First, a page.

After numerous attempts to crack this market, we realized that having your own source of new customers – in the form of a well-placed unit in an area with high footfall – is the key to survival. And we have adopted this approach all over the world.
While millions of dollars are now being poured into dark kitchen projects, we at Dodo are aiming for top locations in every city, be it Moscow, Warsaw, or Ho Chi Minh.
“Admitting defeat is no fun. Yet we have no regrets”
3. One step back, ten steps forward
When you launch in a new region, it opens up an uncharted world of opportunity. Nobody knows where this path could lead you. You might close one market today but open a few others tomorrow – thanks to your first failed attempt.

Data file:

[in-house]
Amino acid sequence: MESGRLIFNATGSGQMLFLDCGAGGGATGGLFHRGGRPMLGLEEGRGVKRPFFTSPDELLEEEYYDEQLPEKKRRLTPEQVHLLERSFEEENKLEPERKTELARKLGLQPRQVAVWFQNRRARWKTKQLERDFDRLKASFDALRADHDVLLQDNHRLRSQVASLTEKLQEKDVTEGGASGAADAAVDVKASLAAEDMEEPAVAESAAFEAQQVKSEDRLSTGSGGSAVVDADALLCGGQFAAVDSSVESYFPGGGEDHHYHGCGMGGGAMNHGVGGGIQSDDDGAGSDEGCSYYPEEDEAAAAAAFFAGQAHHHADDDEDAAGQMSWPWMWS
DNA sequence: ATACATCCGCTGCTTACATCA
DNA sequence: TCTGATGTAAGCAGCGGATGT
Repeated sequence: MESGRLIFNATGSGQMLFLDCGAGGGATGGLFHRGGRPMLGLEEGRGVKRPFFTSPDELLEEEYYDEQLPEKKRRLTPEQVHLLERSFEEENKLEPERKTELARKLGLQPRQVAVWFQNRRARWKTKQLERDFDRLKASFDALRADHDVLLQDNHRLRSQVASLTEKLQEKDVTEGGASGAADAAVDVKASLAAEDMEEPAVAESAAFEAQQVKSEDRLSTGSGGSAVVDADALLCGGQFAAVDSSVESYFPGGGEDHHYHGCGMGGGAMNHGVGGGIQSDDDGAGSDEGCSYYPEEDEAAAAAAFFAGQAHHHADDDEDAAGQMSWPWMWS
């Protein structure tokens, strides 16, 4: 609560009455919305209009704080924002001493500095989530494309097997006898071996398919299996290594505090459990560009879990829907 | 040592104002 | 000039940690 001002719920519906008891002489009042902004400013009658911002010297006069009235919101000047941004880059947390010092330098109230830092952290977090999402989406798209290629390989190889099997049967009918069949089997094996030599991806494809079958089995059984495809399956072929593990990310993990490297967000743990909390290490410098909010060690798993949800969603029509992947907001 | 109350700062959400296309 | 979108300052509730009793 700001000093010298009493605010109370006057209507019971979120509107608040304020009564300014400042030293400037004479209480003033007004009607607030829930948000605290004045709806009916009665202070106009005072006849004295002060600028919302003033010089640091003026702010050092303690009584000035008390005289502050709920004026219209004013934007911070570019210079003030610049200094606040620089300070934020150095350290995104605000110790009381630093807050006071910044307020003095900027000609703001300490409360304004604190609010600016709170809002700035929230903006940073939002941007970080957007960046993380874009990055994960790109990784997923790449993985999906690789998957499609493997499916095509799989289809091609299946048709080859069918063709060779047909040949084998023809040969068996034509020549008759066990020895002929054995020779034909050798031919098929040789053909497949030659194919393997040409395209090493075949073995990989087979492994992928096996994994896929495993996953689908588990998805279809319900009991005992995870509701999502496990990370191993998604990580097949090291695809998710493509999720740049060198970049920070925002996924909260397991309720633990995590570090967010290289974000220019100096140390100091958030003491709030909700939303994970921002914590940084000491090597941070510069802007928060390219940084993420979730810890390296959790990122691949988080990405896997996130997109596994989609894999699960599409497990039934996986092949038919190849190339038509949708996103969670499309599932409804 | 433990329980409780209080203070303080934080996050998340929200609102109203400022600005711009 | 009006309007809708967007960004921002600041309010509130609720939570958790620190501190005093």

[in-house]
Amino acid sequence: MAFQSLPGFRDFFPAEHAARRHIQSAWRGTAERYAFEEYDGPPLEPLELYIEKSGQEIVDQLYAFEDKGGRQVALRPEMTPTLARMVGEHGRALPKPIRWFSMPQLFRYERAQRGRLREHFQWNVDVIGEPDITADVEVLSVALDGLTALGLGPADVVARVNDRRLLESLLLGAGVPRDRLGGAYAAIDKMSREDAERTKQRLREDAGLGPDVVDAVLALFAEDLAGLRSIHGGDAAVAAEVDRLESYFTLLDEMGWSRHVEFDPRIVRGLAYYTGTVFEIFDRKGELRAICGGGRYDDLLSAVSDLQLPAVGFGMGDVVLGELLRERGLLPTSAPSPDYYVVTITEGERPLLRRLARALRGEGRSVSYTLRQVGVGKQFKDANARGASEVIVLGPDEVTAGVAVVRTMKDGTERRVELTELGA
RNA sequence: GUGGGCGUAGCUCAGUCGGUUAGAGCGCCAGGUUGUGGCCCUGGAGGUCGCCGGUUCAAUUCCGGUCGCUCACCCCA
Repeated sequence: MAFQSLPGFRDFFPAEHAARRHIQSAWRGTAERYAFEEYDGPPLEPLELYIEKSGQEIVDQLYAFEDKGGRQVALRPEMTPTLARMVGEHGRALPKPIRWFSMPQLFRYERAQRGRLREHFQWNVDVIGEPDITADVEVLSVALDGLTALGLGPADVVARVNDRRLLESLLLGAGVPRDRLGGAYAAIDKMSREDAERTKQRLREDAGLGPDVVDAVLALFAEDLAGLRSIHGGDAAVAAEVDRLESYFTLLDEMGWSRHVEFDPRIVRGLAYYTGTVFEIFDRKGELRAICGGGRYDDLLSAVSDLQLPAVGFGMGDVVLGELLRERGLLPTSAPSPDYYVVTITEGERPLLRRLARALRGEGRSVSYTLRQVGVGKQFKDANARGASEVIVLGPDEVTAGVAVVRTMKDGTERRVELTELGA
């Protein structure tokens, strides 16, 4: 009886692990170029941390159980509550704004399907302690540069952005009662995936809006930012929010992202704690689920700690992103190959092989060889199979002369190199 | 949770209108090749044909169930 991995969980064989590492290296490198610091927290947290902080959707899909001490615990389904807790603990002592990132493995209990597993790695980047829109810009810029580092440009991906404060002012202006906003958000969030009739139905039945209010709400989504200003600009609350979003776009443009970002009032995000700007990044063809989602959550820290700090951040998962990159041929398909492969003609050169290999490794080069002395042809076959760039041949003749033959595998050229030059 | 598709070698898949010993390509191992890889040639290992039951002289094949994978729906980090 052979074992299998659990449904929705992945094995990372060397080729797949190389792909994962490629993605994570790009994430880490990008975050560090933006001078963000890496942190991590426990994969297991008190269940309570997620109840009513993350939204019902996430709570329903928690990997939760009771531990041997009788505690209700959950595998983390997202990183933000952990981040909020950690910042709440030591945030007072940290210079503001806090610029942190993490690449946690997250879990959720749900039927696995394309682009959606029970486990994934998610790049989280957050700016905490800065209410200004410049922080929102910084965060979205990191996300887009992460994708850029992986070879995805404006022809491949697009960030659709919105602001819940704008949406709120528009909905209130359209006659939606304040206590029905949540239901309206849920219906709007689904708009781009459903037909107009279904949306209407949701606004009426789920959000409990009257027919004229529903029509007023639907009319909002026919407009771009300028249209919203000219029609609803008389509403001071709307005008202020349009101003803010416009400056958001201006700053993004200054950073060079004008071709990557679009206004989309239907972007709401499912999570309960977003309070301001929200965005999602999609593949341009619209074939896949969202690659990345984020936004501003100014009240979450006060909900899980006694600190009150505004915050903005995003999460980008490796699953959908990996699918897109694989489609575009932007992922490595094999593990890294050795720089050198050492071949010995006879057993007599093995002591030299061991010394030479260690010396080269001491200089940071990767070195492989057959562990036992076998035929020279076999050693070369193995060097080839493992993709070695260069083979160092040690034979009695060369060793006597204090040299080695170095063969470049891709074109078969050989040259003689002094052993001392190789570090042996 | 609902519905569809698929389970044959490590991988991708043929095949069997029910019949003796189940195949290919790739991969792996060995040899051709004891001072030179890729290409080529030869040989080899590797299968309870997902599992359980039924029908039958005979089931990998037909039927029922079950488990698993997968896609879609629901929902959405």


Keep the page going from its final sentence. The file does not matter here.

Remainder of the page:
How, for example, did we find ourselves in Great Britain? Our brave launch across the Atlantic – in Oxford, Mississippi – inspired an entrepreneur based in Britain to bring the Dodo brand to England. He figured the U.S. and the U.K., being so different in so many aspects, were not that different when it comes to their craving for pizza.
Thanks to his efforts our team started digging around Great Britain, became intrigued, and eventually grew the desire to conquer this market. Something similar happened in Asia – closing China led to our arrival in Vietnam.
“When you launch in a new country, you inevitably begin to learn a lot – simply by exposing yourself to different conditions”
4. If you want muscles, you better lift those weights
There was a time when our international master franchising team targeted only countries that could accommodate dozens of units. And there was a logic behind this decision that seemed sound.